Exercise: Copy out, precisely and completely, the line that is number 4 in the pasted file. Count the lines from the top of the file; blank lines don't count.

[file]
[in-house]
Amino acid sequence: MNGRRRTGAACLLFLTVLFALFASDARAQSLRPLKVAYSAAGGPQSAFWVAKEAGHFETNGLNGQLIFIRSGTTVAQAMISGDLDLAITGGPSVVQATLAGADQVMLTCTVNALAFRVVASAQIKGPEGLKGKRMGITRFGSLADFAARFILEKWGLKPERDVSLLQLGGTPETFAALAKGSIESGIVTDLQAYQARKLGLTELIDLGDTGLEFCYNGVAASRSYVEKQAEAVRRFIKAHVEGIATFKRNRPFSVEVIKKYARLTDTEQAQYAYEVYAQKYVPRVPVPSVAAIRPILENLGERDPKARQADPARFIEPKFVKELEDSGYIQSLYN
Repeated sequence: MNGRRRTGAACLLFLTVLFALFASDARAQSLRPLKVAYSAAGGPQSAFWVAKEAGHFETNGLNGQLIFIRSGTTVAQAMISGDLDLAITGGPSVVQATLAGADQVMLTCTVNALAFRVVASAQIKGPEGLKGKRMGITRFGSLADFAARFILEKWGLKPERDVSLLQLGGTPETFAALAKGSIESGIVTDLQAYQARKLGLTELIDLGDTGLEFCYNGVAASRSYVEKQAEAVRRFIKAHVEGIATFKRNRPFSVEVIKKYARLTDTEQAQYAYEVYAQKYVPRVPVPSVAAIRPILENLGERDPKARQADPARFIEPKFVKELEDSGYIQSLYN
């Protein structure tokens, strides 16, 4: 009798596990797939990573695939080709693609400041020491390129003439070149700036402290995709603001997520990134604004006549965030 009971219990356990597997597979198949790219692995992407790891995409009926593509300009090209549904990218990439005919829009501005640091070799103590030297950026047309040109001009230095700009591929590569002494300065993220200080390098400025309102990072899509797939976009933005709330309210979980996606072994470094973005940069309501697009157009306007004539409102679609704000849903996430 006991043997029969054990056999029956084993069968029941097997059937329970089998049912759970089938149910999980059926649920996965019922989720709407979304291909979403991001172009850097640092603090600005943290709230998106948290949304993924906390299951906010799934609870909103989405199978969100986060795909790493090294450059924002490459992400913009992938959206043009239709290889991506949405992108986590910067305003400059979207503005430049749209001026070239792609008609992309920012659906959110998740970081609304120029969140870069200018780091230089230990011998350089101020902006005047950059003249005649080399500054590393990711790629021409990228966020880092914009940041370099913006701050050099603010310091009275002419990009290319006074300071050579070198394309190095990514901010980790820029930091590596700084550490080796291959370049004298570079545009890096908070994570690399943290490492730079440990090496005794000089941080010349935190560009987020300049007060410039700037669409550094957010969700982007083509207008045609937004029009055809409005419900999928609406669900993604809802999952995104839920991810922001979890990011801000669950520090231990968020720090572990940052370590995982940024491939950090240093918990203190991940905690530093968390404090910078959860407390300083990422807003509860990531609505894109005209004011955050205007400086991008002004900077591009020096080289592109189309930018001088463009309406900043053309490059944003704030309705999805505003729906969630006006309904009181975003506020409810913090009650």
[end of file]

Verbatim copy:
């Protein structure tokens, strides 16, 4: 009798596990797939990573695939080709693609400041020491390129003439070149700036402290995709603001997520990134604004006549965030 009971219990356990597997597979198949790219692995992407790891995409009926593509300009090209549904990218990439005919829009501005640091070799103590030297950026047309040109001009230095700009591929590569002494300065993220200080390098400025309102990072899509797939976009933005709330309210979980996606072994470094973005940069309501697009157009306007004539409102679609704000849903996430 006991043997029969054990056999029956084993069968029941097997059937329970089998049912759970089938149910999980059926649920996965019922989720709407979304291909979403991001172009850097640092603090600005943290709230998106948290949304993924906390299951906010799934609870909103989405199978969100986060795909790493090294450059924002490459992400913009992938959206043009239709290889991506949405992108986590910067305003400059979207503005430049749209001026070239792609008609992309920012659906959110998740970081609304120029969140870069200018780091230089230990011998350089101020902006005047950059003249005649080399500054590393990711790629021409990228966020880092914009940041370099913006701050050099603010310091009275002419990009290319006074300071050579070198394309190095990514901010980790820029930091590596700084550490080796291959370049004298570079545009890096908070994570690399943290490492730079440990090496005794000089941080010349935190560009987020300049007060410039700037669409550094957010969700982007083509207008045609937004029009055809409005419900999928609406669900993604809802999952995104839920991810922001979890990011801000669950520090231990968020720090572990940052370590995982940024491939950090240093918990203190991940905690530093968390404090910078959860407390300083990422807003509860990531609505894109005209004011955050205007400086991008002004900077591009020096080289592109189309930018001088463009309406900043053309490059944003704030309705999805505003729906969630006006309904009181975003506020409810913090009650």